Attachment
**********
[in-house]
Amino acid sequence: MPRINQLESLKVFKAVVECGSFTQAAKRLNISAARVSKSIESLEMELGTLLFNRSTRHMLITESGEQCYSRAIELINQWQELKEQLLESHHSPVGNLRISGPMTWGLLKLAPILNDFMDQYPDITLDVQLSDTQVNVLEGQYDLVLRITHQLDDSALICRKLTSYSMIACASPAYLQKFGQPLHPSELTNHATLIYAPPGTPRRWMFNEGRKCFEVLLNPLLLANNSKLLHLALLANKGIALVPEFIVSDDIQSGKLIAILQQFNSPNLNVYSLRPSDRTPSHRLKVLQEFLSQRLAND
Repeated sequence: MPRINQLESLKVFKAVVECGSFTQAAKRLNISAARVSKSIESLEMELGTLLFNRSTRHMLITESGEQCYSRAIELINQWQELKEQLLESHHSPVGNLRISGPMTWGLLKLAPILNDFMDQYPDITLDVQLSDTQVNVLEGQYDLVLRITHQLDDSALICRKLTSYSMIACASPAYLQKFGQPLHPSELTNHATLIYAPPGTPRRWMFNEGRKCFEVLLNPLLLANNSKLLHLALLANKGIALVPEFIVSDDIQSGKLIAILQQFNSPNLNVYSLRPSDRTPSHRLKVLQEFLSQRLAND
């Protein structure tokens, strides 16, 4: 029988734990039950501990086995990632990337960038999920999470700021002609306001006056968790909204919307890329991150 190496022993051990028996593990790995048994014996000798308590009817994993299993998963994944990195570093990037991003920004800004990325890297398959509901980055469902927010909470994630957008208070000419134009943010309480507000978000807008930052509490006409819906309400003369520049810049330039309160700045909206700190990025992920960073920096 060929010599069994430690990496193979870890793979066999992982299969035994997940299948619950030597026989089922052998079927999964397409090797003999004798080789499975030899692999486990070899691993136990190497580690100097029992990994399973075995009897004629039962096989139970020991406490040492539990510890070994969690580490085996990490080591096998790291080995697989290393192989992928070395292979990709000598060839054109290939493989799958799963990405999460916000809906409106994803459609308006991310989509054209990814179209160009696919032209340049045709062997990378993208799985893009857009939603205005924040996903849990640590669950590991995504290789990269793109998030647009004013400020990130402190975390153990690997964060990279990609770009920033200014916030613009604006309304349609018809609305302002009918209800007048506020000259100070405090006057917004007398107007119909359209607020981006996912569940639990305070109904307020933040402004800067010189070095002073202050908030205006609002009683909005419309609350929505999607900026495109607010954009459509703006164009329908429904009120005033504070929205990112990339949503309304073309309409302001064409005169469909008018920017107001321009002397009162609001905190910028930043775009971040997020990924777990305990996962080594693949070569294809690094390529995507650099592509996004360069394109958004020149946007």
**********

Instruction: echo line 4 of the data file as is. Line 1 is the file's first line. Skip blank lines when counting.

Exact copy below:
């Protein structure tokens, strides 16, 4: 029988734990039950501990086995990632990337960038999920999470700021002609306001006056968790909204919307890329991150 190496022993051990028996593990790995048994014996000798308590009817994993299993998963994944990195570093990037991003920004800004990325890297398959509901980055469902927010909470994630957008208070000419134009943010309480507000978000807008930052509490006409819906309400003369520049810049330039309160700045909206700190990025992920960073920096 060929010599069994430690990496193979870890793979066999992982299969035994997940299948619950030597026989089922052998079927999964397409090797003999004798080789499975030899692999486990070899691993136990190497580690100097029992990994399973075995009897004629039962096989139970020991406490040492539990510890070994969690580490085996990490080591096998790291080995697989290393192989992928070395292979990709000598060839054109290939493989799958799963990405999460916000809906409106994803459609308006991310989509054209990814179209160009696919032209340049045709062997990378993208799985893009857009939603205005924040996903849990640590669950590991995504290789990269793109998030647009004013400020990130402190975390153990690997964060990279990609770009920033200014916030613009604006309304349609018809609305302002009918209800007048506020000259100070405090006057917004007398107007119909359209607020981006996912569940639990305070109904307020933040402004800067010189070095002073202050908030205006609002009683909005419309609350929505999607900026495109607010954009459509703006164009329908429904009120005033504070929205990112990339949503309304073309309409302001064409005169469909008018920017107001321009002397009162609001905190910028930043775009971040997020990924777990305990996962080594693949070569294809690094390529995507650099592509996004360069394109958004020149946007």